Literature Spotlight: Exploring job satisfaction and workplace engagement in millennial nurses

Literature Spotlight: Exploring job satisfaction and workplace engagement in millennial nurses

Generational Engagement and the road to
Quality Improvement

Generation Y, more commonly referred to as Millennials, are those people born between 1980 and 1994. They are currently between 26-40 years old. What does that have to do with nursing, or more specifically, creating a neuro-nurturing NICU? Everything!

Millennials and the younger, Zennials, born after 1994, make up the fastest-growing portion of the nursing workforce today. 

While the younger generation of nurses is increasing in size, the turnover rate in this population is high, posing a challenge to formal and informal nursing leaders who need an engaged and cohesive team to provide the highest level of patient care.  

In the United States, up to 50% of new nurses will change clinical areas or will leave the nursing profession entirely during the first 12–24 months of practice” (Waltz, Munoz, Weber, & Rodriguez, 2020).

Teamwork makes the dream work

Changing NICU practice takes teamwork. In order to continue to evaluate current practices, stay abreast of the latest evidence-based practice changes, and carry out ongoing quality improvement and staff education, NICU leadership must engage staff across all the different generations.

So, where can we begin?

In their 2020 article, “Exploring job satisfaction and workplace engagement in millennial nurses,” researchers and nurse leaders from the University of the Incarnate Word and Northeast Methodist Hospital, in San Antonio, Texas, sought to explore the driving forces behind the millennial nurse. The authors identified five key themes in their research, and we’ve highlighted a few below:

#1 – Professional Relationships

While professional relationships with coworkers emerged as the most important contributor to job satisfaction for the millennial nurse, the authors did identify strains on cross-generational relationships. Millennial nurses expressed that they don’t always feel respected by more seasoned nurses and that they feel nurses from the Baby Boomer generation, age 56+, have a ‘resistant attitude’ towards the younger nurses.”

#2 – Rewards

Another common theme is that Millennial nurses appreciate and crave praise and attention for a job well done from patients, peers, and particularly their nursing leadership.  Recognition such as hand-written thank you cards, and peer praise during staff huddles are an important part of job satisfaction at work.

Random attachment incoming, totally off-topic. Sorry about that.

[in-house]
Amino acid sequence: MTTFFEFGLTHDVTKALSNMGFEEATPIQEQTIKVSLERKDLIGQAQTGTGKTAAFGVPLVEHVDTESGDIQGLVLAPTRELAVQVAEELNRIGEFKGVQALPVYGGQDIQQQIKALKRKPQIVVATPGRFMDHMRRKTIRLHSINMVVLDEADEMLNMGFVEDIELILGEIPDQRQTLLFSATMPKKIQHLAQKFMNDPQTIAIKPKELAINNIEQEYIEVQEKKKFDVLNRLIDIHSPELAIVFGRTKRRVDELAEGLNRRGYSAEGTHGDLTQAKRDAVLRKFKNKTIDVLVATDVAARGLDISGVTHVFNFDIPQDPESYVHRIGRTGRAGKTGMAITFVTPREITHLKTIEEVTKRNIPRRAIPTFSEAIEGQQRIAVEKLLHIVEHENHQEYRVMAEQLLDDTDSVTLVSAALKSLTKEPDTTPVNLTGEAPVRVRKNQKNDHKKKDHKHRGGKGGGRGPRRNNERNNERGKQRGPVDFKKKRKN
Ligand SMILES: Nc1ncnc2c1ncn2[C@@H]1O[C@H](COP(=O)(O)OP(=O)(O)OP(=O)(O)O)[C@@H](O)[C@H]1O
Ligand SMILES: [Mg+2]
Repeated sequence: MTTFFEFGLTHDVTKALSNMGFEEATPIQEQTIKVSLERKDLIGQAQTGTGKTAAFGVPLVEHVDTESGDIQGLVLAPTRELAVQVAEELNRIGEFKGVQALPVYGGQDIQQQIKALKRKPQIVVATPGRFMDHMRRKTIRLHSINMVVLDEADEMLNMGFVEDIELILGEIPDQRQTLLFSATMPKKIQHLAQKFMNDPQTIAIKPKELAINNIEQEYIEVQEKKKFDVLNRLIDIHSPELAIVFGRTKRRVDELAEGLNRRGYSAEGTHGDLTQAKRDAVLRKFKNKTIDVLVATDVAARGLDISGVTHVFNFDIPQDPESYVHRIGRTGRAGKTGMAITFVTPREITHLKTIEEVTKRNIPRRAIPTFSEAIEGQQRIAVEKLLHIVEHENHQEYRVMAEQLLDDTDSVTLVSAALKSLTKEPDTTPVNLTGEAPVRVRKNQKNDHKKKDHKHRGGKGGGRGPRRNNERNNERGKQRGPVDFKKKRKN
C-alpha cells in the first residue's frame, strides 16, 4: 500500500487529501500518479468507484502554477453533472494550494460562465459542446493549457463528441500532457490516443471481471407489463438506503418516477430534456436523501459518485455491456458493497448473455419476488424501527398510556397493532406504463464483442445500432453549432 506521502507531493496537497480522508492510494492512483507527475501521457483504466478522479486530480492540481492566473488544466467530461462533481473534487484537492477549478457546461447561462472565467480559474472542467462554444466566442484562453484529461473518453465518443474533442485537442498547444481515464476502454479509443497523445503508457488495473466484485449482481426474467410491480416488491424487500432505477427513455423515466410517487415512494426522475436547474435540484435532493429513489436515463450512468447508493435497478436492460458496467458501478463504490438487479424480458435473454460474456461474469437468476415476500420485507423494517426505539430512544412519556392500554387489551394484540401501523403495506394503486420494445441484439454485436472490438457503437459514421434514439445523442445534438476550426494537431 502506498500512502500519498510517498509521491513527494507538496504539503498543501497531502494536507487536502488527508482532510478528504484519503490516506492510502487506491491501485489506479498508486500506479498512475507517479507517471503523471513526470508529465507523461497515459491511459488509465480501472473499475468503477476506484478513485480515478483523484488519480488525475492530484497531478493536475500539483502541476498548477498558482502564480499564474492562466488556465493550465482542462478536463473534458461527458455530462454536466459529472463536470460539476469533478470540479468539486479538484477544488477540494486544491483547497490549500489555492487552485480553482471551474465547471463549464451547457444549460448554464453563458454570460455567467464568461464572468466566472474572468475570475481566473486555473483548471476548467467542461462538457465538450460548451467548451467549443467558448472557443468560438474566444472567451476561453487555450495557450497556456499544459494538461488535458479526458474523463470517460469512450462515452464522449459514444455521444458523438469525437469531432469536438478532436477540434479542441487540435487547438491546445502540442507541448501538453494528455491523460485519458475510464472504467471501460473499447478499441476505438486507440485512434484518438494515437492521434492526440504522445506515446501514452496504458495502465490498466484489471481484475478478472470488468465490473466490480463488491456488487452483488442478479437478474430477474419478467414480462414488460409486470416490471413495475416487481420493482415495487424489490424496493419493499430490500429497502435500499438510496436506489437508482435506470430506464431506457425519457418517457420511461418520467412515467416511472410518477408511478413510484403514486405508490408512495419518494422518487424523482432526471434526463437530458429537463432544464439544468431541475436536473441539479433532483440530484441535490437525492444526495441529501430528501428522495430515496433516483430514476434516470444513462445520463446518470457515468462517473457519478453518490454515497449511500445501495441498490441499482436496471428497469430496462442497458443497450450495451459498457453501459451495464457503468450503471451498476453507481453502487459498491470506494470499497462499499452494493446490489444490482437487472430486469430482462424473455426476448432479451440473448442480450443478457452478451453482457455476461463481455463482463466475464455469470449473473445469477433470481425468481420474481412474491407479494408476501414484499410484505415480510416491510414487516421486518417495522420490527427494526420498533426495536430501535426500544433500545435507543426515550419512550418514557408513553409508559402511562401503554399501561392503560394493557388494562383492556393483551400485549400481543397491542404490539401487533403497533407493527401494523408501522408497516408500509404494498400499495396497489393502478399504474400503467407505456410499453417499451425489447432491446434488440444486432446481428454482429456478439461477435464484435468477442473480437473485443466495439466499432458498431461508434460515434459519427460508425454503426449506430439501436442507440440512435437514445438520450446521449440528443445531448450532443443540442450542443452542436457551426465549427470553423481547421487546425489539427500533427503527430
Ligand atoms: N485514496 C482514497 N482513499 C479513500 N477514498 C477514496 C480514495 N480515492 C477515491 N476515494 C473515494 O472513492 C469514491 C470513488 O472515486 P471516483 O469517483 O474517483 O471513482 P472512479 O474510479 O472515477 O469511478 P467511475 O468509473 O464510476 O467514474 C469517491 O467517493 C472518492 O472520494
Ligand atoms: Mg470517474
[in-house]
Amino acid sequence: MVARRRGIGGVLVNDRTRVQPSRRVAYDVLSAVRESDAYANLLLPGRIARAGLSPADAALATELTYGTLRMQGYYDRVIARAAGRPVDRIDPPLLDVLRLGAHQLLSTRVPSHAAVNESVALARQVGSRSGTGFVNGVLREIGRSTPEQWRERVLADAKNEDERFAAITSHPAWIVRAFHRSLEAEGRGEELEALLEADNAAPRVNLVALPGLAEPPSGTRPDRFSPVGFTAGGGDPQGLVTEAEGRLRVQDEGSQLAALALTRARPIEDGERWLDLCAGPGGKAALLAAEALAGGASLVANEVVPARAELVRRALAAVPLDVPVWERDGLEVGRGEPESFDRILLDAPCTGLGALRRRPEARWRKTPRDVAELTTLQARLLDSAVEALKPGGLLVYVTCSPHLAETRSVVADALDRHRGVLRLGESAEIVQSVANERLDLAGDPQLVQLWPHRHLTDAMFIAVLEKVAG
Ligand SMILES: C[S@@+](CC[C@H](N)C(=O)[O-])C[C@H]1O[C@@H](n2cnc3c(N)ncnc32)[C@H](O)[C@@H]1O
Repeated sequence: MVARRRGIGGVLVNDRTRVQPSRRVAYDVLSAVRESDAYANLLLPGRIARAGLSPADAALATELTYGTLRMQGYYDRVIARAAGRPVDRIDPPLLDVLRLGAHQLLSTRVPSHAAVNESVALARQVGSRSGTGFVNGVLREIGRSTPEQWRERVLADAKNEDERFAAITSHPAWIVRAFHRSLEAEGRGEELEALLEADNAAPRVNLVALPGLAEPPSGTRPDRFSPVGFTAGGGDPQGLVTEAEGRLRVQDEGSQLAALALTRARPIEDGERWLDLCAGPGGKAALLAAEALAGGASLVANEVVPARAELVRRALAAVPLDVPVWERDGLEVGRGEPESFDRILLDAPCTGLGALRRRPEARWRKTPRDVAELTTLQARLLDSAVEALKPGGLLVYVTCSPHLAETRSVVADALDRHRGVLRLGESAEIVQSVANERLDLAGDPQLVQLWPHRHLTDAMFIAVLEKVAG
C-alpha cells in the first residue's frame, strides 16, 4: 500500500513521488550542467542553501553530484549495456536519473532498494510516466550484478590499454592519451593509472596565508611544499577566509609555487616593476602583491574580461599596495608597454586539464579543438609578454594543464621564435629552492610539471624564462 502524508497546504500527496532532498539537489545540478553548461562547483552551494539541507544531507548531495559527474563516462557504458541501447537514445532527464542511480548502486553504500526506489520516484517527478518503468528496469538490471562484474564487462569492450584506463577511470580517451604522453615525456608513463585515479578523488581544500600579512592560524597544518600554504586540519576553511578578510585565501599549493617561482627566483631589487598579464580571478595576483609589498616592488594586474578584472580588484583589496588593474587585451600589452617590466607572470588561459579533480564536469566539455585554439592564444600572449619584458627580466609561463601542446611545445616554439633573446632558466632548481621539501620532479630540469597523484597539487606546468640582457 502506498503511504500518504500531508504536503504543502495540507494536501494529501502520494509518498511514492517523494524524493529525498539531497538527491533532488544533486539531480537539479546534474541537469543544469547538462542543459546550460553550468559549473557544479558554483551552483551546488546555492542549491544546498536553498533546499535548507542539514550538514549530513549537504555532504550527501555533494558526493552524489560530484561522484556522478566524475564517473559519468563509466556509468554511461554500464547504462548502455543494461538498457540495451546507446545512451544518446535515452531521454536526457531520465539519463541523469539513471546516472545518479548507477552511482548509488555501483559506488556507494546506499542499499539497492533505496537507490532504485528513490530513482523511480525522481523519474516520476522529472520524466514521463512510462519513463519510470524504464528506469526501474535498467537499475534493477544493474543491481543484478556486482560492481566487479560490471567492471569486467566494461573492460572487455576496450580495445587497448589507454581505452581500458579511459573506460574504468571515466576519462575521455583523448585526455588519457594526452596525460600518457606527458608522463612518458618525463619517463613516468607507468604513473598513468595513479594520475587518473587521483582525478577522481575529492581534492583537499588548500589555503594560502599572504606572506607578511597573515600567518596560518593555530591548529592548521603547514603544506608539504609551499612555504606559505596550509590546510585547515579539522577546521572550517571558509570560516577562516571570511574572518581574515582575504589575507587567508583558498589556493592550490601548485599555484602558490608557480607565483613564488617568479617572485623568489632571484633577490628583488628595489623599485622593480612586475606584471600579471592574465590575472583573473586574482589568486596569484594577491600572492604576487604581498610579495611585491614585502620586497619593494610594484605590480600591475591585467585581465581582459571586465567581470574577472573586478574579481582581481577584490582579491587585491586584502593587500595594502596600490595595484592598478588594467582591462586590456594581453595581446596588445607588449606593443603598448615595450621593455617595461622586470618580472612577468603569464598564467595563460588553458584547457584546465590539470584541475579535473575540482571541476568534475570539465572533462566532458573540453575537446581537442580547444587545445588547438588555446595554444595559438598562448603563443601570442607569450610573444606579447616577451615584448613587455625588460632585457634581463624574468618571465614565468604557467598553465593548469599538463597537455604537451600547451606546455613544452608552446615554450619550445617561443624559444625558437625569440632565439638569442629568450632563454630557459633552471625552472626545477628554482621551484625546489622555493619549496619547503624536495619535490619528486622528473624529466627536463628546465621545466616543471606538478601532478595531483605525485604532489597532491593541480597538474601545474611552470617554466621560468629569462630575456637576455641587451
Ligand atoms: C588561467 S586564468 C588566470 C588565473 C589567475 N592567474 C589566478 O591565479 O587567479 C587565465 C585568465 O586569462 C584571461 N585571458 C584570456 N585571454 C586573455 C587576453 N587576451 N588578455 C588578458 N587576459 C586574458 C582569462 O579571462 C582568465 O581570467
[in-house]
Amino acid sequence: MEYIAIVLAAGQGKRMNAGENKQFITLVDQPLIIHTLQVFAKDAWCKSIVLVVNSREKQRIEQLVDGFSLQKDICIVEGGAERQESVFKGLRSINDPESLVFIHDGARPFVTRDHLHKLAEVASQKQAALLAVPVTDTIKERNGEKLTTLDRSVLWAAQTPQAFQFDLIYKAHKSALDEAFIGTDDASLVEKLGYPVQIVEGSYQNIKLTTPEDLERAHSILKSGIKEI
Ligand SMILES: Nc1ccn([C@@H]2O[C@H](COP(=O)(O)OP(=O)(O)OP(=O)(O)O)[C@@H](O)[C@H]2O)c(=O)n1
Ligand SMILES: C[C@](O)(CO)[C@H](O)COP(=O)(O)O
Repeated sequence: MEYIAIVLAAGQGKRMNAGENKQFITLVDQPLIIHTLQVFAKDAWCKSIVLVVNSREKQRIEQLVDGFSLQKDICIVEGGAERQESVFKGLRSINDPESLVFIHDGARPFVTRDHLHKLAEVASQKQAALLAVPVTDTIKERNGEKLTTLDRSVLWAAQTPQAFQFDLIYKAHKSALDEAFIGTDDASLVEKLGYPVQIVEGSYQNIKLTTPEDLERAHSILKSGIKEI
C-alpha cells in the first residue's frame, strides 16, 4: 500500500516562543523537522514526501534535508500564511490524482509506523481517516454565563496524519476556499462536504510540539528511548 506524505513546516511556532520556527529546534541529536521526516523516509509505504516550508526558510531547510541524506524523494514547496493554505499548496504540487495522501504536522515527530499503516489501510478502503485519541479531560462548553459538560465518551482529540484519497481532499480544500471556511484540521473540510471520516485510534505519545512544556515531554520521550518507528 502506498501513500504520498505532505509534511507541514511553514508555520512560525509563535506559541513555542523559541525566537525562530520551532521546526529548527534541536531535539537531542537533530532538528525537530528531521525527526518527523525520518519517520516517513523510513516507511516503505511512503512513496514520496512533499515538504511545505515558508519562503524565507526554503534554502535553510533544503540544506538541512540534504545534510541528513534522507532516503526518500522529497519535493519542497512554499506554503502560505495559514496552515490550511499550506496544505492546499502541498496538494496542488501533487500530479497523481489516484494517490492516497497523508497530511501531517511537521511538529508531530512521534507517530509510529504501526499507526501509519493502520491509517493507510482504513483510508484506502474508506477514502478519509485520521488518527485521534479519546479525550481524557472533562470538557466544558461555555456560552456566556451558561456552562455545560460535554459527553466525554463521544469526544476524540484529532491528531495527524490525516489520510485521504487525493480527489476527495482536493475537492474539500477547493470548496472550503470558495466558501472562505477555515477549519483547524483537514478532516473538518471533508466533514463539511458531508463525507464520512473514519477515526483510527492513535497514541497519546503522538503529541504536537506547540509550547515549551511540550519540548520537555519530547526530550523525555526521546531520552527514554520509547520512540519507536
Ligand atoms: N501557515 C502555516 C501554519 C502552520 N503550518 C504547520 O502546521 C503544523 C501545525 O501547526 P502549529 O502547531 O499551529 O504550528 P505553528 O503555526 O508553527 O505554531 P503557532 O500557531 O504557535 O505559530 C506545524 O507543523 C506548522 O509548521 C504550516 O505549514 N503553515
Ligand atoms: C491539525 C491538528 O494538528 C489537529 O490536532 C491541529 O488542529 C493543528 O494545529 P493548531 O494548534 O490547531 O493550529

#3 – Professional Development

While ongoing professional development was an important factor for Millennial nurses, they did identify barriers including the financial burden of large student debt load, and time constraints of staffing and caring for their own young families.  They expressed an appreciation for nursing leadership who helped facilitate them in joining committees and providing educational opportunities at work. 

To learn more ways to engage Millenials in your NICU – click here to read the full article. 

What’s certain is that this growing segment of the nursing workforce is the future of the NICU. It is crucial that leadership recognize the unique needs of the Millennial nurse to ensure high engagement and retention for unit success. 

Want to dive deeper into generational engagement?

 Join the Synapse Comunity Call on July 15th at 8am PST (11am EST) as we hear from Jayne Solomon, NNP, and her innovative NICU “knitting club” that increased staff engagement across the generations in their Tampa NICU.

Click here to join: https://courses.synapsecare.com/bundles/monthly-connection-calls

 

Waltz, L. A., Muñoz, L., Weber Johnson, H., & Rodriguez, T. (2020). Exploring job satisfaction and workplace engagement in millennial nurses. Journal of Nursing Management, 28(3), 673-681. doi:10.1111/jonm.12981

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